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ARTICLE

The Basics: Trust Reporting Requirements


GB Solutions, Trust account, Accounting
Trust Account

As of December 31, 2023, all trusts (with certain exceptions) are now required to file a T3 Trust income tax and information return (T3 return). This includes trusts that previously did not have an annual filing obligation. Let’s break down the details:


  1. Who Is Affected?

  • All trusts (except for specific exempt categories) must comply with the new reporting requirements.

  • Even bare trusts, which traditionally had minimal reporting obligations, are now included.

  • The goal is to collect additional information, especially related to beneficial ownership, on an annual basis.

  1. Schedule 15: Beneficial Ownership Information

  • Alongside the T3 return, trusts must submit a Schedule 15.

  • This schedule provides crucial details about the beneficial owners of the trust.

  • Trustees, settlors, beneficiaries, and controlling persons associated with the trust must be disclosed.

  • Previously, trusts with minimal income or capital transactions were often exempt from annual filings. However, this exemption no longer applies.

  1. Exemptions

  • Some trusts remain exempt from the new requirements. Examples include registered plans and qualified disability trusts.

  • For specific guidance on exemptions, consult the Canada Revenue Agency (CRA) resources.

  1. Important Dates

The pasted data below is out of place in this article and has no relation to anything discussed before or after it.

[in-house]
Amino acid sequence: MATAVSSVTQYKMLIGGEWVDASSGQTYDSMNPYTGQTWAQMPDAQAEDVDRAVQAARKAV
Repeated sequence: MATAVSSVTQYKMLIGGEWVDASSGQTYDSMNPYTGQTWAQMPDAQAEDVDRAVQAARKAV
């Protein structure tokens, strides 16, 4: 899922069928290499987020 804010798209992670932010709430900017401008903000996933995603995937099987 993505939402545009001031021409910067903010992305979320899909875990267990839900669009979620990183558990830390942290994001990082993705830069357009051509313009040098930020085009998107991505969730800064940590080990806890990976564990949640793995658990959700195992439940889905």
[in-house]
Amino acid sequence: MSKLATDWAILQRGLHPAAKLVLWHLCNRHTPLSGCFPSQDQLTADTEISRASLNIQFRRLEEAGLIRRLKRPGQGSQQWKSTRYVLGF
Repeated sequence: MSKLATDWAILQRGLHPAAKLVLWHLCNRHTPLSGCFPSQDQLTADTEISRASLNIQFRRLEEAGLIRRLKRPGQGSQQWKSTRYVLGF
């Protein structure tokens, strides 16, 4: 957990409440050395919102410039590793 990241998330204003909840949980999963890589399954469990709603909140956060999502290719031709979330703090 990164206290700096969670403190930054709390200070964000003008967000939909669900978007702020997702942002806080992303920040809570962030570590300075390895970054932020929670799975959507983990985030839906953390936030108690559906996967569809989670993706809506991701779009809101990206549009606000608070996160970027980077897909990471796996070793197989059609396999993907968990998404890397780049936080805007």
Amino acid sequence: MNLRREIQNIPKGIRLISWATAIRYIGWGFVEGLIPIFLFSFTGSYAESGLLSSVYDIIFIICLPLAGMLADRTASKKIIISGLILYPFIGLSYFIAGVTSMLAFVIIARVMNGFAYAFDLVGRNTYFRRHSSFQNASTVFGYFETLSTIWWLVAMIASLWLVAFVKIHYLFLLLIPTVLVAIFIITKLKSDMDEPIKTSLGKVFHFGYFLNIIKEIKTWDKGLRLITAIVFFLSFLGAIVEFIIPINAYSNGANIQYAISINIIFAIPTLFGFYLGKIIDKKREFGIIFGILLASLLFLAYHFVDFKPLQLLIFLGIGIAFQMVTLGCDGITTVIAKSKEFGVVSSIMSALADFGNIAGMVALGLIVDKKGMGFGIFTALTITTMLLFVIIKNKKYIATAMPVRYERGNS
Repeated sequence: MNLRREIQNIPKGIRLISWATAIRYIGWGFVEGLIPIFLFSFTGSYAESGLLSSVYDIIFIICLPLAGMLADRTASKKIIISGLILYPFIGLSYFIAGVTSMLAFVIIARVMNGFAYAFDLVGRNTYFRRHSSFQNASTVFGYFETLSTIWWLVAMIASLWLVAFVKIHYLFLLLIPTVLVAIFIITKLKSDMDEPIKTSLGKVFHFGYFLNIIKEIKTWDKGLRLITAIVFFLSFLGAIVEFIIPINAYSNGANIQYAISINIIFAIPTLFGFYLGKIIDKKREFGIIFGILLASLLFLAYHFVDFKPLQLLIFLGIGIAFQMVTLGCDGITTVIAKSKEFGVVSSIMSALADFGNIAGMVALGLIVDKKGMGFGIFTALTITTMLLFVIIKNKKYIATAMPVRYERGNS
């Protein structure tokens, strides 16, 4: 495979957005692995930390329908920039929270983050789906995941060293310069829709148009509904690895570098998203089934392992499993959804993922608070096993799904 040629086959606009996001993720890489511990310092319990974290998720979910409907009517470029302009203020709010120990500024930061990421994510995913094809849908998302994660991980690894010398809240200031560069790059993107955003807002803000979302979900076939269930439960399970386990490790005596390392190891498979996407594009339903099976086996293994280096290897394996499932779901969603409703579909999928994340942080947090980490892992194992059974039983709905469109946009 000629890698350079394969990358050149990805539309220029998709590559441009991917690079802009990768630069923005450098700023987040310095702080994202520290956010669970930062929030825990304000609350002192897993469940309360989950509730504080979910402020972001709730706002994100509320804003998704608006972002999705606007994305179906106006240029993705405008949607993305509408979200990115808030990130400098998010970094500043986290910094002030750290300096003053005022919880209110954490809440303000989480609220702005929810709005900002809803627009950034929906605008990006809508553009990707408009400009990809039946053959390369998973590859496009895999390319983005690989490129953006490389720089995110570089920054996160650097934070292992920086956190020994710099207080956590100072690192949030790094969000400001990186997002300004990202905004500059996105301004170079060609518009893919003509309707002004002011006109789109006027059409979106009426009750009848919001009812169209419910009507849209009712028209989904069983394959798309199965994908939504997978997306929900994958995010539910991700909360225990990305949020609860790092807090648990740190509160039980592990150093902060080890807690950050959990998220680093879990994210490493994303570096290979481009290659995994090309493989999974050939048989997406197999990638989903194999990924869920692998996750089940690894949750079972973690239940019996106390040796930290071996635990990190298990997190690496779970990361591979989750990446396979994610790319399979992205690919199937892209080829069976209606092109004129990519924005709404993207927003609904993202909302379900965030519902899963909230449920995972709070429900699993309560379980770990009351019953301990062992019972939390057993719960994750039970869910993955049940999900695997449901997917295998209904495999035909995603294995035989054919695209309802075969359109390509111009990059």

• The deadline for filing the T3 return and Schedule 15 is 90 days after the trust’s tax year end.

  • Since most trusts have a tax year end on December 31, those with a 2023 tax year end must file by March 30, 2024 (or the next business day if March 30 falls on a weekend).

  1. Trust Account Number

  • Before filing a T3 return, ensure your trust has a valid trust account number.

  • Include this number on all related correspondence, payments, and returns.

  • Obtain your trust account number through services like My Account, My Business Account, or Represent a Client.


Unintended Impact on Bare Trusts

Recognizing that the new requirements had unintended consequences for Canadians, the CRA has made an important decision:


  • Bare trusts will not be required to file a T3 return or Schedule 15 for the 2023 tax year, unless the CRA specifically requests these filings.

  • This alleviates the burden on bare trusts while ensuring overall compliance.

Further Guidance Ahead

Over the next few months, the CRA will collaborate with the Department of Finance to provide clearer guidance on trust reporting. As updates become available, the CRA will communicate directly with Canadians.


In conclusion, these changes aim to strengthen trust reporting mechanisms, promote transparency, and maintain the integrity of Canada’s tax system. Stay informed, meet your obligations, and watch for further announcements from the CRA.

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